Historical Papers

In the eight historical papers below can be found some of the conceptual cornerstones that, valid or not, continue to influence thinking today, as well as evidence that some ideas we think of as “new” were really known a long time ago. Look for Carroll and McAvoy to argue that every deposit upon the wings or parts of an airplane is not necessarily hazardous, Findeisen to advocate for “meteorologically correct navigation”, and Samuels to suggest that frost is never a hazard. The French committee report has an interesting discussion of inter-cycle ice with a pneumatic boot in the 1930s. In the 1950s, Grey and von Glahn began to document the drag effects of ice, and Bowden’s 1956 paper makes an early argument for short delays between boot cycles.

We know today that any ice can be hazardous, and certainly frost is hazardous. Meteorologically correct navigation is not nearly as easy as Findeisen seemed to think it was. But in Figure 27 (pg. 55) of Bowden's paper, he shows one of the most overlooked threats posed by ice accretion...the substantial drag rise incurred when ice is accreted at a low angle of attack, and then the angle of attack is increased. This effect is largely what lies behind the significant number of hard landings that occur with ice accretion.

Contemporary Papers

The nine contemporary papers and articles found in the second link below present some of the best contemporary information about several critical aspects of airframe icing, including discussions of inflight icing hazards by John Dow of the FAA Small Airplane Directorate in Kansas City, Jim Martin and Nick Czernkovich of Transport Canada, and a history of FAA icing definitions and rules by Dick Jeck of the FAA's William J. Hughes Technical Center in Atlantic City. Also included are papers describing the significant wind tunnel work done by Andy Broeren and Mike Bragg of the University of Illinois, and a discussion of the freezing rain hazard by Ben Bernstein of the National Center for Atmospheric Research.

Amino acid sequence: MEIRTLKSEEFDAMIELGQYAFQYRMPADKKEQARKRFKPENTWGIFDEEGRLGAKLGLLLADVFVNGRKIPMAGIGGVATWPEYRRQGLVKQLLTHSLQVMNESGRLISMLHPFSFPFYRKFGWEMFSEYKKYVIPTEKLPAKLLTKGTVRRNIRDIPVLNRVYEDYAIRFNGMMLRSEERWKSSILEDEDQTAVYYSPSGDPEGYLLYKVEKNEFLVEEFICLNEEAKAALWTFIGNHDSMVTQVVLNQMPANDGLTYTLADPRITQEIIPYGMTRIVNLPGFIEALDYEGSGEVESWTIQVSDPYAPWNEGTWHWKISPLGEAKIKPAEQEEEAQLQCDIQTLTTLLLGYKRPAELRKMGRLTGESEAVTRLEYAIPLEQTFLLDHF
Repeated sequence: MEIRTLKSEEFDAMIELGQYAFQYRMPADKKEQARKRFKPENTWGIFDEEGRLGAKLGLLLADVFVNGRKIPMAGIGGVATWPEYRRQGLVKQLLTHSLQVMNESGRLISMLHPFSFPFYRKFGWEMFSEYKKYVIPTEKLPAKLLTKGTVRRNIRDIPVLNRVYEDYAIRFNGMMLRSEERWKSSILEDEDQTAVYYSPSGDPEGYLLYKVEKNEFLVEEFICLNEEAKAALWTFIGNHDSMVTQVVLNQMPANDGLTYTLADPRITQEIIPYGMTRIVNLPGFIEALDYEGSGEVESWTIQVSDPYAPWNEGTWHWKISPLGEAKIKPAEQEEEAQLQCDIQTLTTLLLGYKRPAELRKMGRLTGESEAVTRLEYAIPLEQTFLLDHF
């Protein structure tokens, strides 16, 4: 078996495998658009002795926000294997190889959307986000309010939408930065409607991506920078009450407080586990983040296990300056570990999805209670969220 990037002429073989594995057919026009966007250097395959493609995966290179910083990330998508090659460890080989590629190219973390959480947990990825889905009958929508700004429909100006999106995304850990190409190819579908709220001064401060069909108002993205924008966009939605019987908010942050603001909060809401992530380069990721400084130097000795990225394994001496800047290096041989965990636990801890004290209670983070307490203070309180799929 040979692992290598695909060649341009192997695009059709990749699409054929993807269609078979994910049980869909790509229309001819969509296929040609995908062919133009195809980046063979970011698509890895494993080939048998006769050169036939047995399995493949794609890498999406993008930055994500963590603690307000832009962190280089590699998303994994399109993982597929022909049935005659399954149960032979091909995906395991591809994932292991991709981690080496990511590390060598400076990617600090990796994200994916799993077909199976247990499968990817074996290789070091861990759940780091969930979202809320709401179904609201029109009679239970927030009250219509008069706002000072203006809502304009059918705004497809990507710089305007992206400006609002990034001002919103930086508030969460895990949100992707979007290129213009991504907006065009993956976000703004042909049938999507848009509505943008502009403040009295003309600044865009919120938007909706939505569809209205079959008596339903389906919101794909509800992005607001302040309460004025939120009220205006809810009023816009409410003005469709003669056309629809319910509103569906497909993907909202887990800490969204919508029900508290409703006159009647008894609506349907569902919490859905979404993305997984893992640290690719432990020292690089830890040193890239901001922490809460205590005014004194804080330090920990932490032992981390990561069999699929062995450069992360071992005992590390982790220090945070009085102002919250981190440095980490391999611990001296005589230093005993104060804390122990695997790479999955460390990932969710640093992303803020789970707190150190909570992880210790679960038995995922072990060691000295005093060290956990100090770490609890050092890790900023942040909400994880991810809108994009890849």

Green's Icing Papers and Articles

The final link  leads to a set of papers and reports that have been written by myself since 1996. The first link refers to an FAA Technical Paper which describes the construction and output of the Icemaster Database developed for the FAA between 2004 and 2014. Both the paper entitled A Study of U.S. Inflight Icing Accidents and Incidents, 1978-2002, and the presentation entitled A Study of U.S. Inflight Icing Accidents and Incidents, 1978-2005 describe some of the output from this database. Other papers and articles discuss the training objectives for air carrier pilots and the variety of threats posed to pilots by inflight icing.